"If I were in the position where the drive was going to go to someone who didn't have a full budget, he'd be on top of my list," he said.

shares
comments
Briatore: Webber an Option for Renault in 2005
Previous article

Briatore: Webber an Option for Renault in 2005

Next article

Stoddart: Verstappen Still Has a Chance

Stoddart: Verstappen Still Has a Chance
Why F1's nearly man is refreshed and ready for his return Plus

Why F1's nearly man is refreshed and ready for his return

He has more starts without a podium than anyone else in Formula 1 world championship history, but Nico Hulkenberg is back for one more shot with Haas. After spending three years on the sidelines, the revitalised German is aiming to prove to his new team what the F1 grid has been missing

The potential-laden F1 car that Ferrari neglected Plus

The potential-laden F1 car that Ferrari neglected

The late Mauro Forghieri played a key role in Ferrari’s mid-1960s turnaround, says STUART CODLING, and his pretty, intricate 1512 was among the most evocative cars of the 1.5-litre era. But a victim of priorities as Formula 1 was deemed less lucrative than success in sportscars, its true potential was never seen in period

Formula 1
Jan 28, 2023
Why Vasseur relishes 'feeling the pressure' as Ferrari's F1 boss Plus

Why Vasseur relishes 'feeling the pressure' as Ferrari's F1 boss

OPINION: Fred Vasseur has spent only a few weeks as team principal for the Ferrari Formula 1 team, but is already intent on taking the Scuderia back to the very top. And despite it being arguably the most demanding job in motorsport, the Frenchman is relishing the challenge

Formula 1
Jan 27, 2023
The crucial tech changes F1 teams must adapt to in 2023 Plus

The crucial tech changes F1 teams must adapt to in 2023

Changes to the regulations for season two of Formula 1's ground-effects era aim to smooth out last year’s troubles and shut down loopholes. But what areas have been targeted, and what impact will this have?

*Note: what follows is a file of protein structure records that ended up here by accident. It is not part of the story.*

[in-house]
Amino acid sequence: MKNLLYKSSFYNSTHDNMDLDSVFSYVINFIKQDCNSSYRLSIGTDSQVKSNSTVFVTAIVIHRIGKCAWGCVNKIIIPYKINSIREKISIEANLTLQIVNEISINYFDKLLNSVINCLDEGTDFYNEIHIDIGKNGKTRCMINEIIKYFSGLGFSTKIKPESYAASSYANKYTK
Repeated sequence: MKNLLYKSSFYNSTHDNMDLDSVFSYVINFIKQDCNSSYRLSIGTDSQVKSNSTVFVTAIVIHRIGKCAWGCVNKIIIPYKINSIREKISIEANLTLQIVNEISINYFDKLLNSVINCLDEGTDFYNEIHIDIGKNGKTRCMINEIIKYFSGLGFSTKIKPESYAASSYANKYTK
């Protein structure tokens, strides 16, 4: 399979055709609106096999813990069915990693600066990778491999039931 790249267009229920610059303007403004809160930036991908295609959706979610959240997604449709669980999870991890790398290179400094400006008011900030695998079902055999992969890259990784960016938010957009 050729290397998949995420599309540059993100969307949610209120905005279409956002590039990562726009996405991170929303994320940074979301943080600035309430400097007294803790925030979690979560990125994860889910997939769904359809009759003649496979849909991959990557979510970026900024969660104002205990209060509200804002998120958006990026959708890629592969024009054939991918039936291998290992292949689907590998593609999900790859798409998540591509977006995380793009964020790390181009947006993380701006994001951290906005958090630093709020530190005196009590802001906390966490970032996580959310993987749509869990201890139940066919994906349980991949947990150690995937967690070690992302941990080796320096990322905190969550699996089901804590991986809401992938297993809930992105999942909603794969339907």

Formula 1
Jan 26, 2023
Are these the 50 quickest drivers in F1 history? Plus

Are these the 50 quickest drivers in F1 history?

Who are the quickest drivers in Formula 1 history? LUKE SMITH asked a jury of experienced and international panel of experts and F1 insiders. Some of them have worked closely with F1’s fastest-ever drivers – so who better to vote on our all-time top 50? We’re talking all-out speed here rather than size of trophy cabinet, so the results may surprise you…

Formula 1
Jan 25, 2023
One easy way the FIA could instantly improve F1 Plus

One easy way the FIA could instantly improve F1

OPINION: During what is traditionally a very quiet time of year in the Formula 1 news cycle, FIA president Mohammed Ben Sulayem has been generating headlines. He’s been commenting on massive topics in a championship that loves them, but also addressing necessary smaller changes too. Here we suggest a further refinement that would be a big boon to fans

Formula 1
Jan 24, 2023
How can McLaren keep hold of Norris? Plus

How can McLaren keep hold of Norris?

Lando Norris is no longer the young cheeky-chappy at McLaren; he’s now the established ace. And F1's big guns will come calling if the team can’t give him a competitive car. Here's what the team needs to do to retain its prize asset

Formula 1
Jan 24, 2023
What difference did F1's fastest pitstops of 2022 make? Plus

What difference did F1's fastest pitstops of 2022 make?

While a quick pitstop can make all the difference to the outcome of a Formula 1 race, most team managers say consistency is more important than pure speed. MATT KEW analyses the fastest pitstops from last season to see which ones – if any – made a genuine impact

Formula 1
Jan 23, 2023